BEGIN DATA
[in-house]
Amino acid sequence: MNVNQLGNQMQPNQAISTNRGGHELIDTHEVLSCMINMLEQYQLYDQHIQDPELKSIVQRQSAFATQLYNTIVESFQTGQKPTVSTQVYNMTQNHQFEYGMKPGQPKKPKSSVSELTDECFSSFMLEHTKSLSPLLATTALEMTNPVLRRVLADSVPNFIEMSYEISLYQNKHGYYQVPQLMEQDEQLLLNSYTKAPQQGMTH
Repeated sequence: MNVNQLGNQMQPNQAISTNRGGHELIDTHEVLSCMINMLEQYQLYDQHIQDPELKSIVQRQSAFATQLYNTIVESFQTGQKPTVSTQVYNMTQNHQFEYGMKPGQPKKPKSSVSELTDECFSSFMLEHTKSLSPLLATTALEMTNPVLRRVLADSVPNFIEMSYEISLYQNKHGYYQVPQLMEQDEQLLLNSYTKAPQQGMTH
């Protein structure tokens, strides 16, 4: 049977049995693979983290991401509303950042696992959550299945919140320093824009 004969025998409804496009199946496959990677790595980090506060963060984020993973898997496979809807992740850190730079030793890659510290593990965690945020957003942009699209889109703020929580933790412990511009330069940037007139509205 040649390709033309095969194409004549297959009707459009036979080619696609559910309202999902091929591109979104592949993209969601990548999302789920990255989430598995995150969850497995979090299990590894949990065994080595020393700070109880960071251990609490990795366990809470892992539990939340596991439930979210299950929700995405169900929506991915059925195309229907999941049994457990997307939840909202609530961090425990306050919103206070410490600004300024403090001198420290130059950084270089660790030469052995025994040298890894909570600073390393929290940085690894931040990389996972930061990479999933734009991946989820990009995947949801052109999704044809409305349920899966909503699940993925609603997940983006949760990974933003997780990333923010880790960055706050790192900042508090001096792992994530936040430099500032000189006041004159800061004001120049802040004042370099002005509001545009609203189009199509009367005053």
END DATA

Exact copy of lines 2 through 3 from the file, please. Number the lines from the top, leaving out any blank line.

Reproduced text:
Amino acid sequence: MNVNQLGNQMQPNQAISTNRGGHELIDTHEVLSCMINMLEQYQLYDQHIQDPELKSIVQRQSAFATQLYNTIVESFQTGQKPTVSTQVYNMTQNHQFEYGMKPGQPKKPKSSVSELTDECFSSFMLEHTKSLSPLLATTALEMTNPVLRRVLADSVPNFIEMSYEISLYQNKHGYYQVPQLMEQDEQLLLNSYTKAPQQGMTH
Repeated sequence: MNVNQLGNQMQPNQAISTNRGGHELIDTHEVLSCMINMLEQYQLYDQHIQDPELKSIVQRQSAFATQLYNTIVESFQTGQKPTVSTQVYNMTQNHQFEYGMKPGQPKKPKSSVSELTDECFSSFMLEHTKSLSPLLATTALEMTNPVLRRVLADSVPNFIEMSYEISLYQNKHGYYQVPQLMEQDEQLLLNSYTKAPQQGMTH